The SpongeBob will not be televised

Also: Waluigi, Sesame Street, and the internet's favorite new backyard samurai.

The SpongeBob will not be televised

EX is a research report about where culture is headed. You can learn more here. This week: hyperpop goes pop, CRPG discourse goes haywire, and SpongeBob goes blue.

1. The internet loves backyard samurai now


SAMURAI DAD!!! YOU KNOW WHAT ITS HITTIN FOR ALREADY!!! BUCKLE UP!!!! #bestdadever #samurai #worlddomination #destruction #fire #fireaf #drippy #af #norules #chi #focus #power #fun #funaf #nike #lit #rap #bustarhymes #oldschool #trap #goat #tesla #getsome #blaster #punkrock #skate #st #livingmybestlife

♬ Iz They Wildin Wit Us & Gettin Rowdy Wit Us? (feat. Mystikal) - Busta Rhymes

In 2012, the compilation “Bottles beware!” set the standard for backyard swordplay. To the strains of Two Steps from Hell, “417-pound swordsman, archer, and weapons reviewer” Will Keith beheaded or eviscerated 81 plastic bottles filled with life-giving water and Diet Coke. All the media titans of that era covered it: it blew up on Buzzfeed, got gangsta checked by Boingboing, and of course made Tosh.0. Forums denizens and redditors have referenced it for more than a decade; YouTubers have remade it with better cameras. But you wouldn’t say that people were laughing with Keith.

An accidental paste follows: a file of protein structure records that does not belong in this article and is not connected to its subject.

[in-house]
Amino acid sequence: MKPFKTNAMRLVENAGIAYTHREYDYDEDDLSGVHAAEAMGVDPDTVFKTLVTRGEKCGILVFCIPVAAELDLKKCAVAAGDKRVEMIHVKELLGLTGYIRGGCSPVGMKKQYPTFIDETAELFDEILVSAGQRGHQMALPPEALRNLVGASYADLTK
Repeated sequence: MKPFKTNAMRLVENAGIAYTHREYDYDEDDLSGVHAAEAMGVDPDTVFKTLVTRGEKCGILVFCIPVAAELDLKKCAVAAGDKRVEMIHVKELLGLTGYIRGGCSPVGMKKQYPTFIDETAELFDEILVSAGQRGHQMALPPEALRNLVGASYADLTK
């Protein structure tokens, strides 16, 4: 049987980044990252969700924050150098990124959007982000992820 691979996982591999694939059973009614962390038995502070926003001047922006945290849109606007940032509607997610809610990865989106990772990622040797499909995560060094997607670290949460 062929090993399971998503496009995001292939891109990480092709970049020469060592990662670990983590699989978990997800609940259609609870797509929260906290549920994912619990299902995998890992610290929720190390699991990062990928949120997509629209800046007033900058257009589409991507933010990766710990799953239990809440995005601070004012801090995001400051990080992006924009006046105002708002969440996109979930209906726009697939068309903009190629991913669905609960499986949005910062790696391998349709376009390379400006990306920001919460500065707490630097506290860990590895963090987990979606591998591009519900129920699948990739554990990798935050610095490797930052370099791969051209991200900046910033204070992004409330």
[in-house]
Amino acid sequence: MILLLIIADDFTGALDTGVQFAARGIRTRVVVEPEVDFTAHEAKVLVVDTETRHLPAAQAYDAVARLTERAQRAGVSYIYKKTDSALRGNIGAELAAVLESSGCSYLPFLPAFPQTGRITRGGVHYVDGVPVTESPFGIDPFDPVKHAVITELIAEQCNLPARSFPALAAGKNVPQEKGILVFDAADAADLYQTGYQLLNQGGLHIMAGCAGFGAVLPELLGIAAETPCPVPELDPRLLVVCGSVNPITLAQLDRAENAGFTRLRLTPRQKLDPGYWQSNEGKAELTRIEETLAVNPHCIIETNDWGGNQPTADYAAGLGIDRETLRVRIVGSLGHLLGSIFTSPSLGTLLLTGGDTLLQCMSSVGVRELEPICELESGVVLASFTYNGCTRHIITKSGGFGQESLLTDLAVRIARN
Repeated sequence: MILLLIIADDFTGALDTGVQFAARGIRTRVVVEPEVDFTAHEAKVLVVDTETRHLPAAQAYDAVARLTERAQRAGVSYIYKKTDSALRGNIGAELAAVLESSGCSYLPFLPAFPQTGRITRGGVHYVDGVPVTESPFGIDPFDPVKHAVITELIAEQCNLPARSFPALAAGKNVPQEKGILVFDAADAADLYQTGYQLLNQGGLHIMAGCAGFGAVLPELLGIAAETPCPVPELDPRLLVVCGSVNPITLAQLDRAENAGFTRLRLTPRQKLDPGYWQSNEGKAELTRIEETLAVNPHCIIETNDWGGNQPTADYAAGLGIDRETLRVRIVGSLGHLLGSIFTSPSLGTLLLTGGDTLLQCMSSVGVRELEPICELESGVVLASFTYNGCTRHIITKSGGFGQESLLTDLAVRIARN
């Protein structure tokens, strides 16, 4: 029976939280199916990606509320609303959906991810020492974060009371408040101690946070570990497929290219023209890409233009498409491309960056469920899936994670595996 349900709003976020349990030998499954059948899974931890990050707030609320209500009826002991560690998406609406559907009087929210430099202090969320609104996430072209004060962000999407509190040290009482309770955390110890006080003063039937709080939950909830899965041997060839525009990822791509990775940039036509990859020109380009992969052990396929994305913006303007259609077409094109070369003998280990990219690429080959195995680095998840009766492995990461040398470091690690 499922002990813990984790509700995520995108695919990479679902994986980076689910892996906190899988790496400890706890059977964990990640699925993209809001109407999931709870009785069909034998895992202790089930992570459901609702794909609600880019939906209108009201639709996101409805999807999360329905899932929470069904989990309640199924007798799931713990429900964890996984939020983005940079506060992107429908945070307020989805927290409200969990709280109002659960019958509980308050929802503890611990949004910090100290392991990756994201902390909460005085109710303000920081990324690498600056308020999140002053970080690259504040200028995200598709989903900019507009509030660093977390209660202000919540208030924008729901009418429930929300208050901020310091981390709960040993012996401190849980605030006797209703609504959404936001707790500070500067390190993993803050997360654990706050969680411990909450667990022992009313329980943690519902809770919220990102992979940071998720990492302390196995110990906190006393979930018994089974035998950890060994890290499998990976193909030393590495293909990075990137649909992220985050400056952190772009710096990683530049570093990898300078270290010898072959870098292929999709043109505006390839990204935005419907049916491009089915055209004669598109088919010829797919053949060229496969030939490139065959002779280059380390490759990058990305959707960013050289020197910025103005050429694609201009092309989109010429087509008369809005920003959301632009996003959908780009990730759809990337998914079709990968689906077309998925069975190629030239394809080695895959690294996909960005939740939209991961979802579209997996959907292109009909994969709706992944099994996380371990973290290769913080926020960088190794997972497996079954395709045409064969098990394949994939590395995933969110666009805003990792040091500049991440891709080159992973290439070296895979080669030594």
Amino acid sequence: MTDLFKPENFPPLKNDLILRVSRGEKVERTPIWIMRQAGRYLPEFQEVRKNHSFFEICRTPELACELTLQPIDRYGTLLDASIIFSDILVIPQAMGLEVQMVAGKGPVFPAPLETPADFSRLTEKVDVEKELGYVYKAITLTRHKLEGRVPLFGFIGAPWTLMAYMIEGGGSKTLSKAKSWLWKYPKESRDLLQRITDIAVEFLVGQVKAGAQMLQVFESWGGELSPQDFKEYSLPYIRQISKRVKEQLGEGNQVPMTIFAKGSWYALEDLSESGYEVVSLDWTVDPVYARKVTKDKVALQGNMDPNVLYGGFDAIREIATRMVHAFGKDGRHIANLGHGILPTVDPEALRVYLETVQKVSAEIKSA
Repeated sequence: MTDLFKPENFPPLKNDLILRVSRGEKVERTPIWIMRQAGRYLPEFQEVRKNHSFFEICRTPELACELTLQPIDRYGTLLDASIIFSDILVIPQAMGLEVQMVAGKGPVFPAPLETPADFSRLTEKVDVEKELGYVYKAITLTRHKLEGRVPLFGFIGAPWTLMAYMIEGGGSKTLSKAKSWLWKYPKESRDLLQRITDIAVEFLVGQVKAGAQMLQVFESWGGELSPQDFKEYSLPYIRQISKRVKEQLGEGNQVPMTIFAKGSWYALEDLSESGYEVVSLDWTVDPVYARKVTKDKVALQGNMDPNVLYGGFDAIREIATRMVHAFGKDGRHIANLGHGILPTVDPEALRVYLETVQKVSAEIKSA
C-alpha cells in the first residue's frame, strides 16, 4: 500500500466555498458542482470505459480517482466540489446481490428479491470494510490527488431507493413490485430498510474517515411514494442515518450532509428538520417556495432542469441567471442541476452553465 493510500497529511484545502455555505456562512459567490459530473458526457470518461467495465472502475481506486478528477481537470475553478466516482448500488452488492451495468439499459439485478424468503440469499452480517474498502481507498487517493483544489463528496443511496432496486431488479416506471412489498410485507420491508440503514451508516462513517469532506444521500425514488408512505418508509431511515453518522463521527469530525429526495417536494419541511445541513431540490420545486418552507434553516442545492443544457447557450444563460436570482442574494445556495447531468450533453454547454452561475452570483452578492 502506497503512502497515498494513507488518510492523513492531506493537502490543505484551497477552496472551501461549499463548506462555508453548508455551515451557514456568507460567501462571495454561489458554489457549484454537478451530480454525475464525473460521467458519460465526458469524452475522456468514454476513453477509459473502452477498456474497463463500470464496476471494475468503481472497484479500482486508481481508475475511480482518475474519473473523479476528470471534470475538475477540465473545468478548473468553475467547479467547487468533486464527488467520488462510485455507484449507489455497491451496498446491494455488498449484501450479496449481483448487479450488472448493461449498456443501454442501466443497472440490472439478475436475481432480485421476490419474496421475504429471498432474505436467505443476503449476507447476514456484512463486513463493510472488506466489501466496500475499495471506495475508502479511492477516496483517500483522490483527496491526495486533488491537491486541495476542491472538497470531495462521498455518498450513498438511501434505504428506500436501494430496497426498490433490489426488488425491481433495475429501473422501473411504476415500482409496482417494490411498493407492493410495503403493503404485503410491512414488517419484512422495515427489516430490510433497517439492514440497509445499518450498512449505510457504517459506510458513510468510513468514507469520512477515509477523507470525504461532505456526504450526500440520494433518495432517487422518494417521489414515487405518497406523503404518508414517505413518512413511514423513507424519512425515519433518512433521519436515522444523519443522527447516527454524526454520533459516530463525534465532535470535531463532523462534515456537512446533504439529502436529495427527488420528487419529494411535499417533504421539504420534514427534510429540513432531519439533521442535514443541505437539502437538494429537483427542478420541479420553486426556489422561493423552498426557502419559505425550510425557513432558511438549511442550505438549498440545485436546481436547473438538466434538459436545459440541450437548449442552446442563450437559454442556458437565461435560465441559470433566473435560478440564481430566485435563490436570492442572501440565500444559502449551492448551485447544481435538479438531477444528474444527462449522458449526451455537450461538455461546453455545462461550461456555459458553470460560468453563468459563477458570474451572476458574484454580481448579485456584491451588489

This week, Twitter user @NobleMoron wrote “found a sick new guy on Tiktok” above this video from @samuraidad1. It was immediately and warmly received as “dudes rock” content, with users agreeing that the swordsman “rules,” fantasizing about having a window with a view of his backyard, noting that he would be an incredible “uncle or older brother,” etc. The suburban shogun had returned … but this time, he was cool.

Did the internet’s tastes change, or did mall ninjas just get more sick? Probably both. Over the last decade, internet users have folded their sense of irony thousands of times; in 2012, Will Keith was cringe and 2am chili was goated, but today the opposite is true. Since then, the Midwestern ronin has become a beloved character with many faces, whether he’s blocking your path, studying the blade, or going all out just this once. And maybe there’s some unspoken recognition that backyard samurai are acting out their martial fantasy in a way that is obviously healthier than the behavior of warrior cops, veterans of auto sales, and other recent targets of internet mockery.

2. A Sesame Street-themed horror shooter

If you've seen clips of My Friendly Neighborhood before, then you likely know it as "that horror game where you shoot a bunch of Berts and Ernies." After achieving viral status on TikTok a few times over the course of its development, the game finally got an official release this past week, coming close to cracking Steam's top ten best-sellers list. The game was developed by John and Evan Szymanski, brothers of DUSK's David Szymanski.

MFN was destined to go viral after titles like Poppy Playtime and Amanda the Adventurer became mainstays on YouTube over the past couple of years. Games that recast children's media as sites for monster-focused, creepypasta-tone horror have been popular choices for Let's Players since the ascent of Five Nights at Freddy's (which, by the way, is getting a live-action movie). The main difference with MFN is that it's a much more robust survival horror game than the aforementioned ones, featuring a wide array of weapons and a Resident Evil-style inventory management system. Expect to see it making waves over the next month or so.

3. Lost media community rejoices at recovery of SpongeBob nudes